What is a Prepayment Penalty?


Most people don’t have resources to pay cash for a house. Instead, they apply for loans. Mortgage lending is a big business; and like any business, lenders are paid for their services. This is why banks charge mortgage loan origination fees and mortgage interest. But there’s one fee you may not expect when applying for a home loan: a prepayment penalty

A prepayment penalty is less common today, but it’s still included with some loans. When a bank gives a borrower money for a home purchase, it doesn’t just want repayment of principal—the bank also wants to earn interest. To earn the most interest, banks need borrowers to keep their mortgages for an extended length of time. For this reason, some banks include a prepayment clause in the mortgage agreement.

A prepayment clause is a statement that gives a mortgage lender the right to charge a fee if a borrower pays off the mortgage before a specified length of time. The fee varies depending on the lender. It can be a percentage of the remaining mortgage balance, or a borrower might be charged five or six month’s interest.

To put it plainly, a prepayment penalty discourages borrowers from refinancing a mortgage or selling a home too soon. A prepayment penalty is basically a bank’s way of guaranteeing a certain amount of interest for a certain number of years. The good news is that some mortgages don’t have this clause. Before agreeing to a mortgage loan, you can check the contract to see if the lender included a prepayment clause.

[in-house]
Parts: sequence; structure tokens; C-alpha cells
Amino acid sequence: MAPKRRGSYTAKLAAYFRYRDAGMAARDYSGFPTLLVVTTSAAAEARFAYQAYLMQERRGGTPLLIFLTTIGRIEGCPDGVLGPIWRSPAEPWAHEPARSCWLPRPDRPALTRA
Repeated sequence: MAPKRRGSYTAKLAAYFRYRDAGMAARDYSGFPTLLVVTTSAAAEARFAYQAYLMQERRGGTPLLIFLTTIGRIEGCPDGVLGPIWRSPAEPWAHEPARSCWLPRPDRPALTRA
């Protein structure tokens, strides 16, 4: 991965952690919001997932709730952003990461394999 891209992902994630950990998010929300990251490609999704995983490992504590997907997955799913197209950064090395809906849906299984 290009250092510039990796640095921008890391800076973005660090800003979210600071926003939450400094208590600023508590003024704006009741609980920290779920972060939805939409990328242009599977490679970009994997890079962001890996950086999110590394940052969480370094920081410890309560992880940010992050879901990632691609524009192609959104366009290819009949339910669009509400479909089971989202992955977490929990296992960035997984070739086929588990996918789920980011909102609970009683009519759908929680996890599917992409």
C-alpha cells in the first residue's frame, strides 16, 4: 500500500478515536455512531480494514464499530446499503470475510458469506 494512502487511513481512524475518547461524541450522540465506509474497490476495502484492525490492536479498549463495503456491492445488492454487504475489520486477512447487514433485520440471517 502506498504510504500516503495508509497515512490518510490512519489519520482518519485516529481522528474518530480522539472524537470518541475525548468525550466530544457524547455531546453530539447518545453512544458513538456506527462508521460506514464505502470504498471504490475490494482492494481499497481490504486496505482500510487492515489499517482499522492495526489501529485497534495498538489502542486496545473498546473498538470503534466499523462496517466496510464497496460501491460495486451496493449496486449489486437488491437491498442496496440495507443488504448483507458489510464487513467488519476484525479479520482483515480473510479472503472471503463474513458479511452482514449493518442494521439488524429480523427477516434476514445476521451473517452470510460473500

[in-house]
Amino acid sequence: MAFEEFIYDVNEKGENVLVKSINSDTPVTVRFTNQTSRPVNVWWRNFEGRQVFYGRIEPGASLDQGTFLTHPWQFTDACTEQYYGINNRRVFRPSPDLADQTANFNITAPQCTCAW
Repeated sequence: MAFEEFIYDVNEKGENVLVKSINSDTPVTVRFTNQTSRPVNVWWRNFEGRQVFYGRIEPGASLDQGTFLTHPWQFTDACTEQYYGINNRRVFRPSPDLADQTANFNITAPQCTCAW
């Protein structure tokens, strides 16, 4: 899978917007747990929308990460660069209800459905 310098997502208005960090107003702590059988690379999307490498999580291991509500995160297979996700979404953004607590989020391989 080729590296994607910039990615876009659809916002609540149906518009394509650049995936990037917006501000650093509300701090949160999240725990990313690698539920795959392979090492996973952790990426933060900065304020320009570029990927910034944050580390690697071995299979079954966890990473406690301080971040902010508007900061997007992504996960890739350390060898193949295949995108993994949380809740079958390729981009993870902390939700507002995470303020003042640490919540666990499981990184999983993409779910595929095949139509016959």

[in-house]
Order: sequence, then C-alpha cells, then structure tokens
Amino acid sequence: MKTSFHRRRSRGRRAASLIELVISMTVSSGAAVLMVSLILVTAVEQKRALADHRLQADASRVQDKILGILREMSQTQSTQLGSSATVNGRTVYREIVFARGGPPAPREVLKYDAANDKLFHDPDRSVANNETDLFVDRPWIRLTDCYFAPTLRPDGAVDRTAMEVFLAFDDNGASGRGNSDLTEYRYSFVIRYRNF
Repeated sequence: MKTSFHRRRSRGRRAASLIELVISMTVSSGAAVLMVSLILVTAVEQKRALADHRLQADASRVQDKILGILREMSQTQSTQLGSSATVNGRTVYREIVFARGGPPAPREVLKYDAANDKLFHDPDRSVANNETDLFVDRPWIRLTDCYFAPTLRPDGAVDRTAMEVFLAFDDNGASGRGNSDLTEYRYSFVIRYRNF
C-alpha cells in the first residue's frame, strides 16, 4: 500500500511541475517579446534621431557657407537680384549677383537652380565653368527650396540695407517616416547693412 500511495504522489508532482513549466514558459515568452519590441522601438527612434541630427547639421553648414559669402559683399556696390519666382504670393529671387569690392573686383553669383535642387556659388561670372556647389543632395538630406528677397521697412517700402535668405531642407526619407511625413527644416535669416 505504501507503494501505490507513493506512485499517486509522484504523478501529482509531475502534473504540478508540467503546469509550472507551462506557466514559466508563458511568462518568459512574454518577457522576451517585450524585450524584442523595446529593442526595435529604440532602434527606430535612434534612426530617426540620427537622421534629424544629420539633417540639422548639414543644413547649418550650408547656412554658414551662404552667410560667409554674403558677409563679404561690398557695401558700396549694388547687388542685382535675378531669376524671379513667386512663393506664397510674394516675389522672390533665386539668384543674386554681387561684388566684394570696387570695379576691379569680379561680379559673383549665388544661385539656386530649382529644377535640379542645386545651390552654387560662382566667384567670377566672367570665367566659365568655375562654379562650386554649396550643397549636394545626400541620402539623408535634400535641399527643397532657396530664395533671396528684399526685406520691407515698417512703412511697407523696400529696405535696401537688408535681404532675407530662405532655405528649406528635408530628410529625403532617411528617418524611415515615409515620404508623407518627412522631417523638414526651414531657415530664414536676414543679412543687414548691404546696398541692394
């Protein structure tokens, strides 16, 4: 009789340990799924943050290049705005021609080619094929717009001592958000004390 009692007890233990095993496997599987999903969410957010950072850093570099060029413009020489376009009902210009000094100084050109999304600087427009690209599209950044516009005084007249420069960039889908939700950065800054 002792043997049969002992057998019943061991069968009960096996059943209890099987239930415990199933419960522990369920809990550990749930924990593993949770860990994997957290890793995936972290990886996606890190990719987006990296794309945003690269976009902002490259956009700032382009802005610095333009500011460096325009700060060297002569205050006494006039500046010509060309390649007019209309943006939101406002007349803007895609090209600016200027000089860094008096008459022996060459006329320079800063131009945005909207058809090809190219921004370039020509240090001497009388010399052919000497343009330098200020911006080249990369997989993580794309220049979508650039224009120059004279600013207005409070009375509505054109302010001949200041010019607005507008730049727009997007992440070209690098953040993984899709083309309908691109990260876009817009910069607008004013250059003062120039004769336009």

Of course, there’s nothing you can do about a clause in a mortgage you already have. But even if your existing mortgage agreement includes this clause, the situation may not be as bad as you think. There are two types of prepay penalties: a soft penalty and a hard penalty

1. Soft prepayment penalty. If your mortgage has a soft prepay penalty, the lender will charge a fee only if you refinance the mortgage loan during the penalty period. You can sell the home at any time without penalty.

2. Hard prepayment penalty. In the case of a hard penalty, the lender will charge a fee if you sell or refinance the home during the penalty period.

Prepayment Penalty Rules

A prepayment penalty clause isn’t the most desirable inclusion in a mortgage agreement. There are, however, rules to protect borrowers; and fortunately, mortgage lenders can only charge a prepayment penalty under certain conditions.

If your mortgage agreement includes a prepayment clause, your lender can only enforce the penalty for the first three years of the mortgage. The actual penalty cannot be more than 2% of the outstanding loan balance during the first two years, and 1% during the third year. Additionally, a bank can only impose a prepayment penalty on stable mortgages. Therefore, the mortgage must have a fixed rate, no risk of negative amortization and the mortgage term cannot exceed 30 years.

Unfortunately, new guidelines for prepayment penalties didn’t go into effect until January 10, 2014. Therefore, any mortgage loan with a prepayment clause that originated before this date doesn’t have to comply with the new rules.